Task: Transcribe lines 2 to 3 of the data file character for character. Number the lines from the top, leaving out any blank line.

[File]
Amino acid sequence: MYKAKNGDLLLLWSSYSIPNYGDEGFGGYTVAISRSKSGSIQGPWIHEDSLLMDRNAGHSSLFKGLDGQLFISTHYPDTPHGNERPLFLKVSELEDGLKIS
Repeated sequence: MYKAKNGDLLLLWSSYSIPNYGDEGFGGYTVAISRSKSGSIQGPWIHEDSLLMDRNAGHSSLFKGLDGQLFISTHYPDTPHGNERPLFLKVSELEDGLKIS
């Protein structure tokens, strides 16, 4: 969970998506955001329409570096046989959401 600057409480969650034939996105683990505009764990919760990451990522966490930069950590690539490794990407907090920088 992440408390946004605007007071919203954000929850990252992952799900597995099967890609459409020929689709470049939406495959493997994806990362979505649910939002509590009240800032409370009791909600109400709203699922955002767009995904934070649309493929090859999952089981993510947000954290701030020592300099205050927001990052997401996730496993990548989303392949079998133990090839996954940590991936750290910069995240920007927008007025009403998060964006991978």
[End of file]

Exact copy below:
Repeated sequence: MYKAKNGDLLLLWSSYSIPNYGDEGFGGYTVAISRSKSGSIQGPWIHEDSLLMDRNAGHSSLFKGLDGQLFISTHYPDTPHGNERPLFLKVSELEDGLKIS
């Protein structure tokens, strides 16, 4: 969970998506955001329409570096046989959401 600057409480969650034939996105683990505009764990919760990451990522966490930069950590690539490794990407907090920088 992440408390946004605007007071919203954000929850990252992952799900597995099967890609459409020929689709470049939406495959493997994806990362979505649910939002509590009240800032409370009791909600109400709203699922955002767009995904934070649309493929090859999952089981993510947000954290701030020592300099205050927001990052997401996730496993990548989303392949079998133990090839996954940590991936750290910069995240920007927008007025009403998060964006991978």